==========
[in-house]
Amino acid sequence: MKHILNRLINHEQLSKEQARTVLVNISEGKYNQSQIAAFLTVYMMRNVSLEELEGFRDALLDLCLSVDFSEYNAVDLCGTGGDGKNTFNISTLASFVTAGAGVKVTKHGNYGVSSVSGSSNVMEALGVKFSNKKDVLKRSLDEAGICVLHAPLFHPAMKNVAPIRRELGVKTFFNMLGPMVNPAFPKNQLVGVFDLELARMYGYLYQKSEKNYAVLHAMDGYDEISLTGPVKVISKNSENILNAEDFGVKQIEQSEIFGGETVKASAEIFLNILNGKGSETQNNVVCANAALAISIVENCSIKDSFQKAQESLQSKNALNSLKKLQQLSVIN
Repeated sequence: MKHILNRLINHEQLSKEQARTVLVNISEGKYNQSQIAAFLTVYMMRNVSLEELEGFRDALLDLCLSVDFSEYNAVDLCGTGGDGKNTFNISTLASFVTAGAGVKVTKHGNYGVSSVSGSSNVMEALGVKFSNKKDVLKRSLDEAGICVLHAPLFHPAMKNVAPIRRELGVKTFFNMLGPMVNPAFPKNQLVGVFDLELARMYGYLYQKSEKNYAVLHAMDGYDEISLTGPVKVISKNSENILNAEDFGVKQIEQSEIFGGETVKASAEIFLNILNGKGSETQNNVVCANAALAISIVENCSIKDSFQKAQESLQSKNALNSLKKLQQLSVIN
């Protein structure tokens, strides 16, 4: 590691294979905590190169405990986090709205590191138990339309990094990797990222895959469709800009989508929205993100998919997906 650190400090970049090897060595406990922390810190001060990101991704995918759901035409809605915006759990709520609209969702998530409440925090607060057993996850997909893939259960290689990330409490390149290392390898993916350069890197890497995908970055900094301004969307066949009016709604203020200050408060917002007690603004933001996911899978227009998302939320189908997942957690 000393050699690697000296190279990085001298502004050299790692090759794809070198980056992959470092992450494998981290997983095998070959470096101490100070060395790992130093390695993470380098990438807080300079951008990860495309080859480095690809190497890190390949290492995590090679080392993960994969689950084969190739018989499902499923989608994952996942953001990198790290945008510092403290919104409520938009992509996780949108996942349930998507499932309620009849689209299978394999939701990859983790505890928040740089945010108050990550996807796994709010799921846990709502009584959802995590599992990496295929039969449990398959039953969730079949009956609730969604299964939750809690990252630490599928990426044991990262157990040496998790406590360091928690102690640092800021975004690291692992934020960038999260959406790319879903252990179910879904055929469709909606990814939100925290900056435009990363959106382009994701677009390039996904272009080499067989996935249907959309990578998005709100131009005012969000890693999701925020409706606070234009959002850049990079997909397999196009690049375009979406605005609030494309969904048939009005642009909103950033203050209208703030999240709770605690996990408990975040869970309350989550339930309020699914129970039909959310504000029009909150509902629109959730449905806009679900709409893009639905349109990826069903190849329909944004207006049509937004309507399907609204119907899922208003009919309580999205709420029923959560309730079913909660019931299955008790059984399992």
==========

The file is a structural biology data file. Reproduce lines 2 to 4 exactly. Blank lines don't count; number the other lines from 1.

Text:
Amino acid sequence: MKHILNRLINHEQLSKEQARTVLVNISEGKYNQSQIAAFLTVYMMRNVSLEELEGFRDALLDLCLSVDFSEYNAVDLCGTGGDGKNTFNISTLASFVTAGAGVKVTKHGNYGVSSVSGSSNVMEALGVKFSNKKDVLKRSLDEAGICVLHAPLFHPAMKNVAPIRRELGVKTFFNMLGPMVNPAFPKNQLVGVFDLELARMYGYLYQKSEKNYAVLHAMDGYDEISLTGPVKVISKNSENILNAEDFGVKQIEQSEIFGGETVKASAEIFLNILNGKGSETQNNVVCANAALAISIVENCSIKDSFQKAQESLQSKNALNSLKKLQQLSVIN
Repeated sequence: MKHILNRLINHEQLSKEQARTVLVNISEGKYNQSQIAAFLTVYMMRNVSLEELEGFRDALLDLCLSVDFSEYNAVDLCGTGGDGKNTFNISTLASFVTAGAGVKVTKHGNYGVSSVSGSSNVMEALGVKFSNKKDVLKRSLDEAGICVLHAPLFHPAMKNVAPIRRELGVKTFFNMLGPMVNPAFPKNQLVGVFDLELARMYGYLYQKSEKNYAVLHAMDGYDEISLTGPVKVISKNSENILNAEDFGVKQIEQSEIFGGETVKASAEIFLNILNGKGSETQNNVVCANAALAISIVENCSIKDSFQKAQESLQSKNALNSLKKLQQLSVIN
């Protein structure tokens, strides 16, 4: 590691294979905590190169405990986090709205590191138990339309990094990797990222895959469709800009989508929205993100998919997906 650190400090970049090897060595406990922390810190001060990101991704995918759901035409809605915006759990709520609209969702998530409440925090607060057993996850997909893939259960290689990330409490390149290392390898993916350069890197890497995908970055900094301004969307066949009016709604203020200050408060917002007690603004933001996911899978227009998302939320189908997942957690 000393050699690697000296190279990085001298502004050299790692090759794809070198980056992959470092992450494998981290997983095998070959470096101490100070060395790992130093390695993470380098990438807080300079951008990860495309080859480095690809190497890190390949290492995590090679080392993960994969689950084969190739018989499902499923989608994952996942953001990198790290945008510092403290919104409520938009992509996780949108996942349930998507499932309620009849689209299978394999939701990859983790505890928040740089945010108050990550996807796994709010799921846990709502009584959802995590599992990496295929039969449990398959039953969730079949009956609730969604299964939750809690990252630490599928990426044991990262157990040496998790406590360091928690102690640092800021975004690291692992934020960038999260959406790319879903252990179910879904055929469709909606990814939100925290900056435009990363959106382009994701677009390039996904272009080499067989996935249907959309990578998005709100131009005012969000890693999701925020409706606070234009959002850049990079997909397999196009690049375009979406605005609030494309969904048939009005642009909103950033203050209208703030999240709770605690996990408990975040869970309350989550339930309020699914129970039909959310504000029009909150509902629109959730449905806009679900709409893009639905349109990826069903190849329909944004207006049509937004309507399907609204119907899922208003009919309580999205709420029923959560309730079913909660019931299955008790059984399992």